Norm Brodsky: "When most people visit my company and look around one of my warehouses, all they see are boxes. They see hundreds of thousands of boxes neatly arranged on shelves that rise up to the ceiling, almost 56 feet high. But when I look around that warehouse, I se something different. I see a fabulous business that my employees and I have built from scratch. You walk into my place and all you can smell is cardboard. I love it. That smell gets my juices flowing. I think you need to feel in your gut that whatever you do is the most interesting, exciting, worthwhile thing you could be doing at that moment. Otherwise, how could you convince anyone else? If I thought storing boxes on shelves was boring, I never would have been able to attract the great people I work with, and we wouldn't have been able to accomplish what we've done."
Thursday, July 13, 2006
John is 77 years young--take a listen to this podcast. I would never guess from listening to him that he had been born during the Great Depression! I can only hope that when I'm his age, I have a fraction of his charisma, wit, and charm.
The most amazing point he made was when he described when he realized that indexing was the way to go. He conducted a simple experiment: he calculated how much you would make over 40 years of compounding, first with an index fund, and then second, with the average actively-managed fund.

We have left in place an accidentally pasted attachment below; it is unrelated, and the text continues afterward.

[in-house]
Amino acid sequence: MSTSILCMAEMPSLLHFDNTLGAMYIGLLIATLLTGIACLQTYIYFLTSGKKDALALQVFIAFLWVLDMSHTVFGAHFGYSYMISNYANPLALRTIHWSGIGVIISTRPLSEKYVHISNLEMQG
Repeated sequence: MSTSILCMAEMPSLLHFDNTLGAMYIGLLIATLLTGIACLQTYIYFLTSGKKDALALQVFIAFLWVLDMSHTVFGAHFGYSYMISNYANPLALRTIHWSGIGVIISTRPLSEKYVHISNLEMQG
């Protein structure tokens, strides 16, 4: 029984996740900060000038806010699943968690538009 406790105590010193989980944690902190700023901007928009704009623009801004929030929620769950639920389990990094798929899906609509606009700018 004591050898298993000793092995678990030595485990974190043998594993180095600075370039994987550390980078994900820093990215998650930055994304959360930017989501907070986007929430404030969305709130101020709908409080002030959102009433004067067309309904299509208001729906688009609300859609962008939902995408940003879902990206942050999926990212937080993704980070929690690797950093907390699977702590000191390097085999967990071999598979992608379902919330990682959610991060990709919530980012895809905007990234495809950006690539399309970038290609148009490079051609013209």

The index fund compounded $1,000 to $140,000.
The actively managed fund, with average annual return just 1.5% lower, compounded to $37,000.
In other words, as John put it, "The investor in an actively managed fund, who provides all of the capital and takes all of the risk, gets 26% ($37,000 of $140,000) of the total return. The financial industry, which provides no capital and takes no risk, gets 74% of the total return."
I'll leave you with an example of John's good humor. After describing how he was fired as head of the Wellington Management Group, then started Vanguard, he joked: "I left my old job the exact same way I took my new job--fired with enthusiasm!"
Monday, July 10, 2006
For a long time, I thought that was enough. After reading "Small Giants," however, I've realized that there is a fourth discipline that may be even more important.
Being a great place to work.
Whether your focus is efficiency, innovation, or service, being a great place to work is the foundation for excellence.
Would the Toyota Production System work without workers who took pride in continuous improvement?
Would 3M or Google be as innovative without giving workers the freedom to tinker and work on their own ideas, rather than ones handed down by management?
Would Nordstrom's legendary level of service be possible if its associates didn't love their jobs?
It's not about perks and benefits, though of course things like free food and corporate massages usually don't hurt.
It's about providing an environment that meets workers real needs--the things that go beyond simply collecting a paycheck. In fact, being a great place to work may even save you money through greater productivity and lower cash compensation costs.
My visionary friend Don Yates is fond of pointing out that the sole reason an organization exists is to meet the needs of its members. No one can put a gun to your head and make you work at a particular company (at least not in this country).